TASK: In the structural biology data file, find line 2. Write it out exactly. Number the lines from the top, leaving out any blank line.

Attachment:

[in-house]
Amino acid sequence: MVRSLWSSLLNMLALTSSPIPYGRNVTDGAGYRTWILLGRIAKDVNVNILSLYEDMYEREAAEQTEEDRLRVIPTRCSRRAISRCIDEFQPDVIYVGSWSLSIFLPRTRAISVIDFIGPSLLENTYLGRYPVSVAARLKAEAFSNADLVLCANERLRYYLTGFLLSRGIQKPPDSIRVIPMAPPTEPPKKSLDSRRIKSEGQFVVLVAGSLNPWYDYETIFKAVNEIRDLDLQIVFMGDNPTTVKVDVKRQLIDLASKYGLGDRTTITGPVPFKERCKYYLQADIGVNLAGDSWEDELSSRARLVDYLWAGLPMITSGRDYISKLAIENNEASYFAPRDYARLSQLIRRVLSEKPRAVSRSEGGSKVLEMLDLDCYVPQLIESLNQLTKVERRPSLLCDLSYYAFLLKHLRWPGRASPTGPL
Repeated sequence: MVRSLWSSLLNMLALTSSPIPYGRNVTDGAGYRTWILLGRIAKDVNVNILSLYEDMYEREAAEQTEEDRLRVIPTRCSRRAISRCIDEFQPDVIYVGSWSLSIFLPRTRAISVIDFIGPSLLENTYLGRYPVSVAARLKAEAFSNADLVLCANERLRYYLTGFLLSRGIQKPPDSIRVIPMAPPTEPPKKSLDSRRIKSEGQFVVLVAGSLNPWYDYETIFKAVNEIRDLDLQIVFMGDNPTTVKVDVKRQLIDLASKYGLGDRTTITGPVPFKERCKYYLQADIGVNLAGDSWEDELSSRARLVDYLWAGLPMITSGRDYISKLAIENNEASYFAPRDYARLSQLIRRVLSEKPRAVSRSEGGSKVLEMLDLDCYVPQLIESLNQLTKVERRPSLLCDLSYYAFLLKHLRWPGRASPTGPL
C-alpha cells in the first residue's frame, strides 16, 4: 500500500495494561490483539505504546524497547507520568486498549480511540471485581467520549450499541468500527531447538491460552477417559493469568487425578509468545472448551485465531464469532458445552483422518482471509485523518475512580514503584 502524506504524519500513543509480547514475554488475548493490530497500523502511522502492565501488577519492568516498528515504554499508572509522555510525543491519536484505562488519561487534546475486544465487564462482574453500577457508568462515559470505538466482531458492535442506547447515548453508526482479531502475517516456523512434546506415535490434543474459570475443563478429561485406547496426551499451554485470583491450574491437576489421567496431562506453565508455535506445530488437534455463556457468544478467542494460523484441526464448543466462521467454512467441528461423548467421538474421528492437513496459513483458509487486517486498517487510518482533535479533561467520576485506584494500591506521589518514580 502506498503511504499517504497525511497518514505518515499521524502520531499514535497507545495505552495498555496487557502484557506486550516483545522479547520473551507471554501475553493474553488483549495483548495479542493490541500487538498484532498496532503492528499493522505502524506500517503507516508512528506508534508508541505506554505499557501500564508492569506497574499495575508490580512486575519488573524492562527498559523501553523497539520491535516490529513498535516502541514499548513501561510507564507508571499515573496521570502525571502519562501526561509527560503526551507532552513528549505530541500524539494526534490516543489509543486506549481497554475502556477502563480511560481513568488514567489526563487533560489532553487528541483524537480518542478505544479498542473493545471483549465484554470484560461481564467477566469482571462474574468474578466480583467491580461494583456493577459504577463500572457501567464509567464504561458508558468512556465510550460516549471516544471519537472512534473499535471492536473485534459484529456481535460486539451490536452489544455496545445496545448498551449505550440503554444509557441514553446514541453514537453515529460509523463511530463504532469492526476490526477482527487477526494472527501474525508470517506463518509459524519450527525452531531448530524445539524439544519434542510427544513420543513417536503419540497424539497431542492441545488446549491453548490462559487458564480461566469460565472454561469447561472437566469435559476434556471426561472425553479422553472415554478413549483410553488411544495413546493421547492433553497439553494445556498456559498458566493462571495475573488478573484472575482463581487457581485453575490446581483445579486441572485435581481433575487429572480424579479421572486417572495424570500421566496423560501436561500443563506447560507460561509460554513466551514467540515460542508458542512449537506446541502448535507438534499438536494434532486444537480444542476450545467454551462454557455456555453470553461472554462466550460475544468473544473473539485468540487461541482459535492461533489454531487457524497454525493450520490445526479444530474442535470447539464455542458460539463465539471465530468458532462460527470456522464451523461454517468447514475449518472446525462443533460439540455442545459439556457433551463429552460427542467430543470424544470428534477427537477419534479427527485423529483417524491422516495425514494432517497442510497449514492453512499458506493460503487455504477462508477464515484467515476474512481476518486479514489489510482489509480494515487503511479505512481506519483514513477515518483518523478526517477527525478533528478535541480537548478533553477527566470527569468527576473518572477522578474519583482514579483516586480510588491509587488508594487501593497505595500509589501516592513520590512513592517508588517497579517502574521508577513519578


Amino acid sequence: MVRSLWSSLLNMLALTSSPIPYGRNVTDGAGYRTWILLGRIAKDVNVNILSLYEDMYEREAAEQTEEDRLRVIPTRCSRRAISRCIDEFQPDVIYVGSWSLSIFLPRTRAISVIDFIGPSLLENTYLGRYPVSVAARLKAEAFSNADLVLCANERLRYYLTGFLLSRGIQKPPDSIRVIPMAPPTEPPKKSLDSRRIKSEGQFVVLVAGSLNPWYDYETIFKAVNEIRDLDLQIVFMGDNPTTVKVDVKRQLIDLASKYGLGDRTTITGPVPFKERCKYYLQADIGVNLAGDSWEDELSSRARLVDYLWAGLPMITSGRDYISKLAIENNEASYFAPRDYARLSQLIRRVLSEKPRAVSRSEGGSKVLEMLDLDCYVPQLIESLNQLTKVERRPSLLCDLSYYAFLLKHLRWPGRASPTGPL